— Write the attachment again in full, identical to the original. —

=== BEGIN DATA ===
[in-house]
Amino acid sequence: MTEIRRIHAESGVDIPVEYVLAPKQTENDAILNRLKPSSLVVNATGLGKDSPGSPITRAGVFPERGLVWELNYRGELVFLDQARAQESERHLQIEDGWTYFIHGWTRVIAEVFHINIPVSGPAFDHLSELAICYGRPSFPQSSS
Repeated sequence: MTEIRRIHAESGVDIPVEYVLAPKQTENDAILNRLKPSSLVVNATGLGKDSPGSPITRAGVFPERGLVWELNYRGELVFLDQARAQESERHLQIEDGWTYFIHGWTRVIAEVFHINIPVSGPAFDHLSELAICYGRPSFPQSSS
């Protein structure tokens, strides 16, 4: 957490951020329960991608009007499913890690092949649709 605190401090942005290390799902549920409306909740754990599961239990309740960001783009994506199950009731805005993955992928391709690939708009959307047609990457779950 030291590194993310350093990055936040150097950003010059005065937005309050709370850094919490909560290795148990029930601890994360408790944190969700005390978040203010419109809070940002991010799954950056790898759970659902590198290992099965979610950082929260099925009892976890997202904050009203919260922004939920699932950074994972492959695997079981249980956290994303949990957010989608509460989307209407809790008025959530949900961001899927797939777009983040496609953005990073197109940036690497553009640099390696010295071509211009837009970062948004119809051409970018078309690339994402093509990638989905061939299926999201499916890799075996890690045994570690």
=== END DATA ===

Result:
[in-house]
Amino acid sequence: MTEIRRIHAESGVDIPVEYVLAPKQTENDAILNRLKPSSLVVNATGLGKDSPGSPITRAGVFPERGLVWELNYRGELVFLDQARAQESERHLQIEDGWTYFIHGWTRVIAEVFHINIPVSGPAFDHLSELAICYGRPSFPQSSS
Repeated sequence: MTEIRRIHAESGVDIPVEYVLAPKQTENDAILNRLKPSSLVVNATGLGKDSPGSPITRAGVFPERGLVWELNYRGELVFLDQARAQESERHLQIEDGWTYFIHGWTRVIAEVFHINIPVSGPAFDHLSELAICYGRPSFPQSSS
């Protein structure tokens, strides 16, 4: 957490951020329960991608009007499913890690092949649709 605190401090942005290390799902549920409306909740754990599961239990309740960001783009994506199950009731805005993955992928391709690939708009959307047609990457779950 030291590194993310350093990055936040150097950003010059005065937005309050709370850094919490909560290795148990029930601890994360408790944190969700005390978040203010419109809070940002991010799954950056790898759970659902590198290992099965979610950082929260099925009892976890997202904050009203919260922004939920699932950074994972492959695997079981249980956290994303949990957010989608509460989307209407809790008025959530949900961001899927797939777009983040496609953005990073197109940036690497553009640099390696010295071509211009837009970062948004119809051409970018078309690339994402093509990638989905061939299926999201499916890799075996890690045994570690």